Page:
In the ever-evolving world of Linux systems, package management is a core responsibility in guaranteeing the stability, security, and peak efficiency of the system. Out of different package managers, Yum (Yellowdog Updater, Modified) stands out as a potent utility frequently employed in Linux distribution based on Red Hat, like RHEL, CentOS, and Fedora. One of the crucial characteristics involves the capability to simultaneously update all installed packages, ensuring that your system stays current and fortified against potential vulnerabilities.
- Getting introduced to the Yum package manager.
- Knowing the functions of the yum update command regarding updating packages in RHEL.
- Being familiar with three aspects of the command in terms of performing updates.
- You need a system that supports yum like RHEL, CentOS, or RHEL.
- To run the command, you must have administrative privilege (root Privilege).
What is YUM?
YUM (Yellowdog Updater, Modified) is a package management utility used in Red Hat-based Linux distributions. It simplifies software installation, updates, and management by resolving dependencies and providing a user-friendly interface to interact with software repositories and packages.
Understanding the ‘yum update’ Command
When you execute the ‘yum update command’, the package manager starts to locate up-to-date versions of the installed packages by scanning the system’s configured repositories. After that, it provides a list of available updates and information about each update, such as the package name, version, size, and a brief description. Yum update command takes the following steps to update all packages:
- Repository Scanning.
- Generating an Update List.
- User Decision.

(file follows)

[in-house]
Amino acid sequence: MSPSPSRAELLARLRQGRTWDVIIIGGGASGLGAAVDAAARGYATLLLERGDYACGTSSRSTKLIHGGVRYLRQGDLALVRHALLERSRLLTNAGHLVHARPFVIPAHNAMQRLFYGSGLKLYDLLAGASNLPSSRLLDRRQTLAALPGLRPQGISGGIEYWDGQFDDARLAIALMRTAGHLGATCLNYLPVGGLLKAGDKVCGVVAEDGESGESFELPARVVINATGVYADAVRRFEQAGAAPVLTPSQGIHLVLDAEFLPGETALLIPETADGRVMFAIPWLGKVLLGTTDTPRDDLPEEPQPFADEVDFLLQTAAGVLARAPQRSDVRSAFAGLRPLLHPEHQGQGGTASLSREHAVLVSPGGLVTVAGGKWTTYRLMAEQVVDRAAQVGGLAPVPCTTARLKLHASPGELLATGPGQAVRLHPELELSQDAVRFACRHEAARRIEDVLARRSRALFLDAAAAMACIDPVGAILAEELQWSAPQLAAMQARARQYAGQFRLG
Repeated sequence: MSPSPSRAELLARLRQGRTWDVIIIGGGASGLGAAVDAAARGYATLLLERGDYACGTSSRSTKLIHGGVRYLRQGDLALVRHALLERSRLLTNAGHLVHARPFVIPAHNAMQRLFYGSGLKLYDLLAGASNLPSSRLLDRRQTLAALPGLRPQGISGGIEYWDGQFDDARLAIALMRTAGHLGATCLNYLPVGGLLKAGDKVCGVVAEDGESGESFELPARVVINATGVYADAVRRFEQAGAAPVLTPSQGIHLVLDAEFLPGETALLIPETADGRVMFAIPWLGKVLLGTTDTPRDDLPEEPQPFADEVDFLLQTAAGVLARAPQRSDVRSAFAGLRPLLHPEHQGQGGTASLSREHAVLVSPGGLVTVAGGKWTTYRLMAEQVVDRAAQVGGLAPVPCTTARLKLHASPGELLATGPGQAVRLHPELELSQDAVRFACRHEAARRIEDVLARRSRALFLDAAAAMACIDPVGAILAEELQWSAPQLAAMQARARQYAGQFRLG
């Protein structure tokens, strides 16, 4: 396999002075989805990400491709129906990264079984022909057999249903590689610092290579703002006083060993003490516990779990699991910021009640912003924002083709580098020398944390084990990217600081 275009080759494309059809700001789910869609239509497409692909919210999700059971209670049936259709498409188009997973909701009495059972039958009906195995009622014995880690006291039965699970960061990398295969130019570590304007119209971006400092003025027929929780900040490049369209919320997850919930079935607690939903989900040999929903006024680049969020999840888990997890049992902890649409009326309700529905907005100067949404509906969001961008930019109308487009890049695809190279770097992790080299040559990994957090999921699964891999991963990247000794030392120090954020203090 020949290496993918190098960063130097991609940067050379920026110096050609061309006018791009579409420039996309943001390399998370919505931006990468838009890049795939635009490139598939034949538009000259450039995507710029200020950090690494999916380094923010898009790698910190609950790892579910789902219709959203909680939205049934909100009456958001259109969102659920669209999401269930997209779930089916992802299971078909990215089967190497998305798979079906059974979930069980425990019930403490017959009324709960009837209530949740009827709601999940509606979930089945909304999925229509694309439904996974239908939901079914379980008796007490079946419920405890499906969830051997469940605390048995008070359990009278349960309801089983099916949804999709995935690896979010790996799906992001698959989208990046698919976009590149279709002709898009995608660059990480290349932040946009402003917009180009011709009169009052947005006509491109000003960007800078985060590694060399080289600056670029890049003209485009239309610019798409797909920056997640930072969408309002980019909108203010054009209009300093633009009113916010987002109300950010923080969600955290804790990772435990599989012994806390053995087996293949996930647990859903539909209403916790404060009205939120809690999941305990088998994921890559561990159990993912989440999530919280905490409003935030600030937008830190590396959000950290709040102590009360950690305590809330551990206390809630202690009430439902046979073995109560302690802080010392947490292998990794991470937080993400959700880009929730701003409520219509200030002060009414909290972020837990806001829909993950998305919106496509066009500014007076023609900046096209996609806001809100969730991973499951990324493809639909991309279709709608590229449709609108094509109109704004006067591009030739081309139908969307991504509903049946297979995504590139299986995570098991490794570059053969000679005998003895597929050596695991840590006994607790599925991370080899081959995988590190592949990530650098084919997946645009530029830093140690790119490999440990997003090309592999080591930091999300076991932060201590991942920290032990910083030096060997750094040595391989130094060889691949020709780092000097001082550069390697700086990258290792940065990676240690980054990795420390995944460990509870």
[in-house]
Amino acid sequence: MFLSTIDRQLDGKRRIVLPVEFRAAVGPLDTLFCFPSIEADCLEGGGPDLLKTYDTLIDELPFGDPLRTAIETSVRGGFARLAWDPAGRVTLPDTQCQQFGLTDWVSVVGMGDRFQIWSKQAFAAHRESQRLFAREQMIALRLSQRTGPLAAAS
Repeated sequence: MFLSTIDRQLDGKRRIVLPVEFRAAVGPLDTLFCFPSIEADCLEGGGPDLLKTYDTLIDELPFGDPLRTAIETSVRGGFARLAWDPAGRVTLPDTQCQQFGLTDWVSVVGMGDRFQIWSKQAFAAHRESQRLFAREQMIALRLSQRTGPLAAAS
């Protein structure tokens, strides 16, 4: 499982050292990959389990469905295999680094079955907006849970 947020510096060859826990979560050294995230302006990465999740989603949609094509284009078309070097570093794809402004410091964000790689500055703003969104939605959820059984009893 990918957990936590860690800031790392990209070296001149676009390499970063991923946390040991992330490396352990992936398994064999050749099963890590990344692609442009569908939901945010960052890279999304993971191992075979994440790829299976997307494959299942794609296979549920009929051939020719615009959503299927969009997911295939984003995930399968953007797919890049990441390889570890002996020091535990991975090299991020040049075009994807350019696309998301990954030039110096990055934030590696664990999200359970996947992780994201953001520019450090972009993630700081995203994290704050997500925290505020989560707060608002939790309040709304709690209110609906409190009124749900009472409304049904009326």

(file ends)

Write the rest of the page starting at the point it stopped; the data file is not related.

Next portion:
- Updating Packages.
The Necessity of Updating All Packages
- Security: It’s so common to identify software vulnerabilities in your system over time. Updates of the packages contain patches to fix these vulnerabilities. That’s why you update packages to ensure a protected system against potential security. breaches.
- Stability: Updates very often include bug fixes that address issues and improve the strength and health of your system.
- System Performance: Updates may contain performance optimizations that make the software faster and more efficient, which can result in a better user experience.
- Feature Enhancement: Updates can also add new features and functionalities to enhance your experience with the software.
3 Cases of Updating All Packages Using YUM
It’s pretty convenient and easier for the user to update all the installed packages on RHEL using yum as it provides flexibility and versatility to operate according to the user’s requirements. To elaborate, there are instances where you might want to update all packages, while at other times, you might choose to exclude specific ones from the update process.
In this section, you’ll get an insight into this concept through the examination of three cases of package updates including two interesting examples.
Case 01: Update All Packages Using Yum
The most basic act of every Linux user is to update all the existing packages of his system to keep a healthy environment. It’s just a single command needed to accomplish the operation stated below.